Catching up on ‘The Sopranos’
Over the past few years, my TV watching has plummeted. I seldom watch TV shows in real time, mainly because all the good shows play on channels that I do not get, such as HBO and AMC. In recent weeks, though, I’ve been trying to remember to turn on the TV on Thursday nights and watch “Parks and Recreation,” mainly because my friends keep saying things like, “You should watch ‘Parks and Recreation.’ You would love it!”
In any case, I now watch TV at a very slow pace, through Netflix. I am not one of those people who loads an entire season into my queue and watches every episode over the course of a single weekend. I check in to the shows I like periodically, almost as if they are sequels to movies I once enjoyed. Last year I managed to finish up “Twin Peaks.” And last week I finally watched the final episode of “The Sopranos,” so I feel like I’m ready to weigh in on a conversation that happened six years ago.
If I recall, two vocal camps emerged after the final episode of “The Sopranos” emerged: Those who thought it was brilliant, and those who thought it was baffling and a bit of a disappointment.
Well, put me in the brilliant camp: That final scene, with Tony in the diner, and the Journey song playing as A.J. and Carmela enter and Meadow is trying to parallel park, is breathtaking. I watched it three times. I might go see “Don’t Stop Believin’: Everyman’s Journey” at the Spectrum simply because I loved the final episode of “The Sopranos” so much. It didn’t surprise me to learn that the final episode was ranked number two on the TV Guide Network special “TV’s Most Unforgettable Finales.”
Here’s what I loved about the final episode, or, more specifically, the famous diner scene. I loved how matter-of-fact it managed to seem, while possibly killing off one of the most iconic TV characters of all time. (Yes, I think Tony was killed. More on that in a minute.) I loved how it reinforced the themes that defined the show: family, mortality, the corrosive effects of lawlessness and violence. And I loved how it was filmed: largely from Tony’s point of view, but with a few well-chosen tracking shots, such as the one that follows the Members Only Guy (the restaurant patron who likely killed Tony) as he walks past the Soprano table and into the restroom. I also really loved how “Don’t Stop Believin’” functioned much like a movie theme, except that instead of introducing us to the show’s characters, it was sending them off. I actually felt a pang of sadness as I realized that I would never see these people again.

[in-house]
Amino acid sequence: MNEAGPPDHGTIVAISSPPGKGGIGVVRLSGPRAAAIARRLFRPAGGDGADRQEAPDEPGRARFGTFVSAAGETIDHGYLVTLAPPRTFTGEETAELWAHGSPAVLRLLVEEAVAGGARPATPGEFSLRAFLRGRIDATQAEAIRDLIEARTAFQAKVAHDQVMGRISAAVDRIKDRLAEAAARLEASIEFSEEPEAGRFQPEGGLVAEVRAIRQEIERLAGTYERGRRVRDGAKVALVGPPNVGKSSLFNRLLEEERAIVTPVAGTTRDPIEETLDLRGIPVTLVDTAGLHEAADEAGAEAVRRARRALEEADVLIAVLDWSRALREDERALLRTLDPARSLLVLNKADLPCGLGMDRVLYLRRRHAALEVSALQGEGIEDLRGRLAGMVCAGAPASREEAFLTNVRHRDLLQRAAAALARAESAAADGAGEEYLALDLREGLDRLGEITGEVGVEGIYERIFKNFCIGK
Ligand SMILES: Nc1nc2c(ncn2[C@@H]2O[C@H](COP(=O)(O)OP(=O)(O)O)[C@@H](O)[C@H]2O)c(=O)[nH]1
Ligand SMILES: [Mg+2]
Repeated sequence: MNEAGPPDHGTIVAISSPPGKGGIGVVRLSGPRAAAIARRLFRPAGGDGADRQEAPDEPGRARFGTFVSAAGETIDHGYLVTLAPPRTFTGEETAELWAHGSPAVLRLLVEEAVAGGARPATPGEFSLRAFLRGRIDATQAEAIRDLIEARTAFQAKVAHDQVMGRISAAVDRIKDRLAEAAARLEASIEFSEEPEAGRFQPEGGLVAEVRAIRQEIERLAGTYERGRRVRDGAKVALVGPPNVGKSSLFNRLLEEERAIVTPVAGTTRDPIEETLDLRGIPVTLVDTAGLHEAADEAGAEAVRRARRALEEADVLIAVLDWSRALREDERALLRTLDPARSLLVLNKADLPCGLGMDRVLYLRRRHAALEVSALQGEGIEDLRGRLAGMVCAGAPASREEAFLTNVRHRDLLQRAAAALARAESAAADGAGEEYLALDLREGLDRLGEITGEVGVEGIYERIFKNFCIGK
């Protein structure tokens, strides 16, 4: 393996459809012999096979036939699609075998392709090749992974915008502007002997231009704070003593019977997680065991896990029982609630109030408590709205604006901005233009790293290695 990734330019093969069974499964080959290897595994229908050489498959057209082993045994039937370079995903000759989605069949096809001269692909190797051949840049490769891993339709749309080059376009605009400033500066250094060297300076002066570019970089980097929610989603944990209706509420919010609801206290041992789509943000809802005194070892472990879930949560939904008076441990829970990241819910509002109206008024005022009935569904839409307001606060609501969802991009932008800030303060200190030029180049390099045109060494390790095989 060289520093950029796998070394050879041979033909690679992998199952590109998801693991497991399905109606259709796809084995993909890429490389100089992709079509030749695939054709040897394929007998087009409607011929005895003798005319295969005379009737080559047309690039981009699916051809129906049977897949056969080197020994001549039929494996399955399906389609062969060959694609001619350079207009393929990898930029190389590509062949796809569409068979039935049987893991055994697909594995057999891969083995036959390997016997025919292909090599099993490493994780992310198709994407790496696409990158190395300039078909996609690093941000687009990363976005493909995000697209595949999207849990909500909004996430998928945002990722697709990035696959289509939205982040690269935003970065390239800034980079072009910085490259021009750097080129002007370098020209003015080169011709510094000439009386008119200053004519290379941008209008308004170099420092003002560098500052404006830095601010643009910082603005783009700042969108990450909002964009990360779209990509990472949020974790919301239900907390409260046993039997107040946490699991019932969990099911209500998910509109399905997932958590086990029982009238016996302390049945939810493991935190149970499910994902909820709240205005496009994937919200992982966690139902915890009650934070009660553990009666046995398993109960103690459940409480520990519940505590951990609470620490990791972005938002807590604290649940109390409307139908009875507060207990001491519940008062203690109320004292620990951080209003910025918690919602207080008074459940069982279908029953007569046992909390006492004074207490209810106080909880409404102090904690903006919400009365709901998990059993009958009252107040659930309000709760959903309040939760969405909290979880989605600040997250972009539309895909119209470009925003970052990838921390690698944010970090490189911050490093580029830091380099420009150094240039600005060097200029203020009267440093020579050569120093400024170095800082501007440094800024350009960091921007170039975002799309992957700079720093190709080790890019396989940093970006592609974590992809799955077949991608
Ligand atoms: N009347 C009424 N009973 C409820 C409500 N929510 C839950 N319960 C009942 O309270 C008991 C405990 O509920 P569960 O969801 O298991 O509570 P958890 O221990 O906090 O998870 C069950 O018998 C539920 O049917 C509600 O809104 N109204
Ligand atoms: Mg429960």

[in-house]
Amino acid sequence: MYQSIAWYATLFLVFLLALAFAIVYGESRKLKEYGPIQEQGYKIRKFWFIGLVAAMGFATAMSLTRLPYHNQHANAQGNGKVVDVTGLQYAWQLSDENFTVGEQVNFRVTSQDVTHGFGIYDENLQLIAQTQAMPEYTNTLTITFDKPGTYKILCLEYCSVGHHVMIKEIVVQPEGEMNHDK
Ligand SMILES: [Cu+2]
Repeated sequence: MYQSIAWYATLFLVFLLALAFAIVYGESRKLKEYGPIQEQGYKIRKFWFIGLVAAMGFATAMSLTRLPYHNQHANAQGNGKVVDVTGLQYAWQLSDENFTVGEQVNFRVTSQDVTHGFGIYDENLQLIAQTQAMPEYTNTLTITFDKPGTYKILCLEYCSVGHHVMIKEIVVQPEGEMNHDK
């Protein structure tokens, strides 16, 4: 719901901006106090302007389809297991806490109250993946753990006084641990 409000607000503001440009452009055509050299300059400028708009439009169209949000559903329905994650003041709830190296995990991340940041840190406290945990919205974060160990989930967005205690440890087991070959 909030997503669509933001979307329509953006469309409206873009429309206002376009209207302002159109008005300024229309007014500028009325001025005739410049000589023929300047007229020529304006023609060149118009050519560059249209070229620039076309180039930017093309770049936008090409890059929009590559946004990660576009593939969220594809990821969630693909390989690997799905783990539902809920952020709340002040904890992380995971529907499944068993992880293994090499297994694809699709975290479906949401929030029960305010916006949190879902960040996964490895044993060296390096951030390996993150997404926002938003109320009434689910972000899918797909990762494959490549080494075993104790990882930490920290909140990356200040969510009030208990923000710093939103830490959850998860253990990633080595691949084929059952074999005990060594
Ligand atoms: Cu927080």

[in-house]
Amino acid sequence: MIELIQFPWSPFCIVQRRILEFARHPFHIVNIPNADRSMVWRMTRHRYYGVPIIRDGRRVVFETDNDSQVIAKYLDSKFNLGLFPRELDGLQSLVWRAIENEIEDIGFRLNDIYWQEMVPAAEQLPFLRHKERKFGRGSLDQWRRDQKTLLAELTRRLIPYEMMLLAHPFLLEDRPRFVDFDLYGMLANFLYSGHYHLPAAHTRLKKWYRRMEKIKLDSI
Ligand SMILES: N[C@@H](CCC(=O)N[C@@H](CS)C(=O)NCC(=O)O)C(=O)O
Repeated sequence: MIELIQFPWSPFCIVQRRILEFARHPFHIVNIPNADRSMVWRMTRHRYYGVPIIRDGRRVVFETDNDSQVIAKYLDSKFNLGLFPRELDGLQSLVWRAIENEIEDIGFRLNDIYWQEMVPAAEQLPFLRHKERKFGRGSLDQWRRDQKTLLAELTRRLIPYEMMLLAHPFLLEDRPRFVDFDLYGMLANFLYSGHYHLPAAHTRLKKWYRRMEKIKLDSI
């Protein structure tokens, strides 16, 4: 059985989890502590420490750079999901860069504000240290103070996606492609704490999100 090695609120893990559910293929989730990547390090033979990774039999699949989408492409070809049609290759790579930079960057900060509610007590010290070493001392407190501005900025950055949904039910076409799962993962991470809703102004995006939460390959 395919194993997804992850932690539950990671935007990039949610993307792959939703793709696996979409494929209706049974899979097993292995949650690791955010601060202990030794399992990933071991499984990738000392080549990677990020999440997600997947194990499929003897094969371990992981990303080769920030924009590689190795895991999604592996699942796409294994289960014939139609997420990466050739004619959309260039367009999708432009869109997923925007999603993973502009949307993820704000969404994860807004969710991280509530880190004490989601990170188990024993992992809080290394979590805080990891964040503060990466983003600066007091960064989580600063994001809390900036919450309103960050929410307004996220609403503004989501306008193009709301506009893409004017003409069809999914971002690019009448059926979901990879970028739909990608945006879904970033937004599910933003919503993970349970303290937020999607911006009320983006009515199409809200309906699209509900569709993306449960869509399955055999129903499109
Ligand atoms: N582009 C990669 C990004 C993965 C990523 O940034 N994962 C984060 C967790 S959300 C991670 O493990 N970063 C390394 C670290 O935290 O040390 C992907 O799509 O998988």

As I mentioned, I do think Tony was killed. I think only his death can explain why we never see Meadow enter the diner, and why the screen abruptly goes black, and why the Journey song just cuts off.
Throughout its six season run, “The Sopranos” often depicted death as a mundane affair — as something that arrived when you were, say, buying a train set for your kids, or saying good-bye to your grandkids at a gas station parking lot.
Tony’s death is not unlike the deaths of Phil Leotardo or Bobby Baccalieri. The main difference, I think, is that we experience Tony’s death as he might experience it: As something that arrived suddenly, when his guard was down, that he didn’t even realize was happening. He was conscious, and then he wasn’t. I also think that one of the key arguments in favor of the “Tony Was Killed” theory is that the scene’s unusual stylistic choices seem gratuitous if Tony wasn’t killed. I mean, why the sudden cut to black? Why not show us Meadow entering the diner? Why the intense focus on the Members Only Guy?
The Sopranos are not, by and large, likable people, and it’s pretty clear that a lifetime of criminality has warped Tony, turning him into a sociopathic monster who feels little remorse over, say, letting his nephew die. But as I contemplated what the scene in the diner would have been like after Tony had been shot in the head, I felt a definite chill. I could see Carmela and Meadow both screaming, A.J. recoiling slack-jawed in horror, and Tony slumped in the diner seat, his head a bloody mess. Tony might have been a larger than life character who got away with murder, but in the end Chase made sure he got what was coming to him.
Also, I really enjoyed this blog post explaining the final scene.
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